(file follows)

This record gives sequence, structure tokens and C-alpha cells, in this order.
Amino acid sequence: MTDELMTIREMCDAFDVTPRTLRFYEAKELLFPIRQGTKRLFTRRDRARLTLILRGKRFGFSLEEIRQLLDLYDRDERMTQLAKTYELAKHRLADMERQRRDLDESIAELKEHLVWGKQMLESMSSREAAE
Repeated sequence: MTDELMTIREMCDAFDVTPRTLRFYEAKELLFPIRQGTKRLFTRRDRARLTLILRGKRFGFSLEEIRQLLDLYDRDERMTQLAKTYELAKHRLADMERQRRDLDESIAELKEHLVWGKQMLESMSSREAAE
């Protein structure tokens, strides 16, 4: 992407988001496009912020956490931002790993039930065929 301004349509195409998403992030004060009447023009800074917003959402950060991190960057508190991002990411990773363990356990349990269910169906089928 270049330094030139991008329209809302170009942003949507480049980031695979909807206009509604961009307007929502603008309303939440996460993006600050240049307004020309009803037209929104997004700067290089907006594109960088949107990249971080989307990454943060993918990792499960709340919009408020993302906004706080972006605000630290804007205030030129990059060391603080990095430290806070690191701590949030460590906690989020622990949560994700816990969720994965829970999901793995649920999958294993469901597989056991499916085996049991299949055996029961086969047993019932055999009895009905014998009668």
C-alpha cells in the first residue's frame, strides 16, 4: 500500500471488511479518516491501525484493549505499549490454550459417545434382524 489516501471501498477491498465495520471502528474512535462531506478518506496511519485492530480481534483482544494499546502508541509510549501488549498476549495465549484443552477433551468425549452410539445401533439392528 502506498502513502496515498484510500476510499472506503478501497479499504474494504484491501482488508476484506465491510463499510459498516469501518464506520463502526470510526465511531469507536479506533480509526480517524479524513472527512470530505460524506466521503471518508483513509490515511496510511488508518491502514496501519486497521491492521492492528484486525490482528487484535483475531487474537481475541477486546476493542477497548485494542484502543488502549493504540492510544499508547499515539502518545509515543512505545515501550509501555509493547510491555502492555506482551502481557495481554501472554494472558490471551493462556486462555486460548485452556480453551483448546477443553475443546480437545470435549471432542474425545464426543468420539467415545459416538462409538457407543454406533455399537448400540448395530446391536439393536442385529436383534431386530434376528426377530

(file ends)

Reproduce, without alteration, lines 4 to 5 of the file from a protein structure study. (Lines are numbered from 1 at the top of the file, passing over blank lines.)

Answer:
């Protein structure tokens, strides 16, 4: 992407988001496009912020956490931002790993039930065929 301004349509195409998403992030004060009447023009800074917003959402950060991190960057508190991002990411990773363990356990349990269910169906089928 270049330094030139991008329209809302170009942003949507480049980031695979909807206009509604961009307007929502603008309303939440996460993006600050240049307004020309009803037209929104997004700067290089907006594109960088949107990249971080989307990454943060993918990792499960709340919009408020993302906004706080972006605000630290804007205030030129990059060391603080990095430290806070690191701590949030460590906690989020622990949560994700816990969720994965829970999901793995649920999958294993469901597989056991499916085996049991299949055996029961086969047993019932055999009895009905014998009668």
C-alpha cells in the first residue's frame, strides 16, 4: 500500500471488511479518516491501525484493549505499549490454550459417545434382524 489516501471501498477491498465495520471502528474512535462531506478518506496511519485492530480481534483482544494499546502508541509510549501488549498476549495465549484443552477433551468425549452410539445401533439392528 502506498502513502496515498484510500476510499472506503478501497479499504474494504484491501482488508476484506465491510463499510459498516469501518464506520463502526470510526465511531469507536479506533480509526480517524479524513472527512470530505460524506466521503471518508483513509490515511496510511488508518491502514496501519486497521491492521492492528484486525490482528487484535483475531487474537481475541477486546476493542477497548485494542484502543488502549493504540492510544499508547499515539502518545509515543512505545515501550509501555509493547510491555502492555506482551502481557495481554501472554494472558490471551493462556486462555486460548485452556480453551483448546477443553475443546480437545470435549471432542474425545464426543468420539467415545459416538462409538457407543454406533455399537448400540448395530446391536439393536442385529436383534431386530434376528426377530